Intuition in Cancer Diagnosis and Treatment

Many of us believe in the power of our intuition. Our "gut sense" that intuition is real (intuition about intuition!) received a powerful affirmation in 2005 with the publication of Malcolm Gladwell's best-selling book Blink: The Power of Thinking Without Thinking.

Blink is a book about how we think without thinking, about choices that seem to be made in an instant—in the blink of an eye—that actually aren't as simple as they seem. Why are some people brilliant decision makers, while others are consistently inept? Why do some people follow their instincts and win, while others end up stumbling into error? How do our brains really work-in the office, in the classroom, in the kitchen, and in the bedroom? And why are the best decisions often those that are impossible to explain to others?

In Blink we meet the psychologist who has learned to predict whether a marriage will last, based on a few minutes of observing a couple; the tennis coach who knows when a player will double-fault before the racket even makes contact with the ball; the antiquities experts who recognize a fake at a glance.

A 2015 book review in Frontiers in Psychology concludes:1

Gladwell substantiates that “truly successful thinking relies on a balance between deliberate and instinctive thinking”, which fits with the recent current conclusions of Nordgen et al.2 BLINK is highly suitable for readers who crave to understand the complexities of human mind and decisions. Patience is a necessity and passion a prerequisite to absorb the hidden truths about your own mind while you read Blink!

In medicine, many clinicians are guided by intuition. Yet intuition gets little respect in the medical scientific literature. But if intuition is real—as many of us suspect or believe—it may have a legitimate role in health decision-making for patients as well as clinicians. It may in fact be critical.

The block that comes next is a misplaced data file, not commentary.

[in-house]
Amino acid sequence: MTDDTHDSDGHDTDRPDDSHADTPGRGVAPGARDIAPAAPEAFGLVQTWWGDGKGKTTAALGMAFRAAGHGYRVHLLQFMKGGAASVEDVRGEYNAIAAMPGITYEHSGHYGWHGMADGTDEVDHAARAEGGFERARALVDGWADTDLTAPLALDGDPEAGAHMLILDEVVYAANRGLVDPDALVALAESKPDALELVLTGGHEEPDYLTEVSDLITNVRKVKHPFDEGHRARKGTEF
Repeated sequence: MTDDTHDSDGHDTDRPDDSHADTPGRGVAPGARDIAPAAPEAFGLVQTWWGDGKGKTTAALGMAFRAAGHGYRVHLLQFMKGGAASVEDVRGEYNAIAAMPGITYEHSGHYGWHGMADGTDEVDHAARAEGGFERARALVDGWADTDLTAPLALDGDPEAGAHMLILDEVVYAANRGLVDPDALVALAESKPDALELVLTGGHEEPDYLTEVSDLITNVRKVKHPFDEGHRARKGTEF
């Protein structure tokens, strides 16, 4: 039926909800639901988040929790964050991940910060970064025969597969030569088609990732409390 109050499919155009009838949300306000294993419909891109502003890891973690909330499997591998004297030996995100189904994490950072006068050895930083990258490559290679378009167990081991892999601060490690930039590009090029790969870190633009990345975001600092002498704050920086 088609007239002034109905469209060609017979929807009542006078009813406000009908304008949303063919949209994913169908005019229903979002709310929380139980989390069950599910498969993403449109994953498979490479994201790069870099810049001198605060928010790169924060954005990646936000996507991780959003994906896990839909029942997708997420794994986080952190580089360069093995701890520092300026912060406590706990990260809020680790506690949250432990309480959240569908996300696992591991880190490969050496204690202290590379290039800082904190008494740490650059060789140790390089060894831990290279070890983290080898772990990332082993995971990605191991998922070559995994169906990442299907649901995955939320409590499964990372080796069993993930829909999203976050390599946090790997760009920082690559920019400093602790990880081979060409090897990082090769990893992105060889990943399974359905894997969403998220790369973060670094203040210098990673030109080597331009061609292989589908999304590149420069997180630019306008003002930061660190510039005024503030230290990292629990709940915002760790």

Clinicians will often report privately that intuition is part of their armamentarium in diagnosis.3 A robust research literature on the role of intuition in professional success in many fields can be found. Intuition is particularly effective when combined with deep scientific and clinical knowledge.4

There is a significant literature on medical intuitives—like Edgar Cayce. And many medical intuitives are in practice today.

Intuition in medical decision-making is not for everyone. The potential for error and abuse with misguided intuition is high. Researchers have given both prospects careful thought. Intuition works best when cross-checked against observable evidence. In this controversial field, we can expect people to reach different conclusions.

In the blog post below, Cynthia Li, MD, a physician in private practice in Berkeley, California, describes her own experience with a medical intuitive and in developing her own intuition.

Intuition: The Lost Art of Medicine (And How to Get It Back)

Reprinted with permission from Cynthia Li, MD. The original post in on her blog: Personalized Medicine.

I used to be a total skeptic when it came to intuition.  Having grown up in Texas in an evangelical community, then going through western medicine training, I would say that my “gut feeling,” if I had one, was to steer clear of any such practices.

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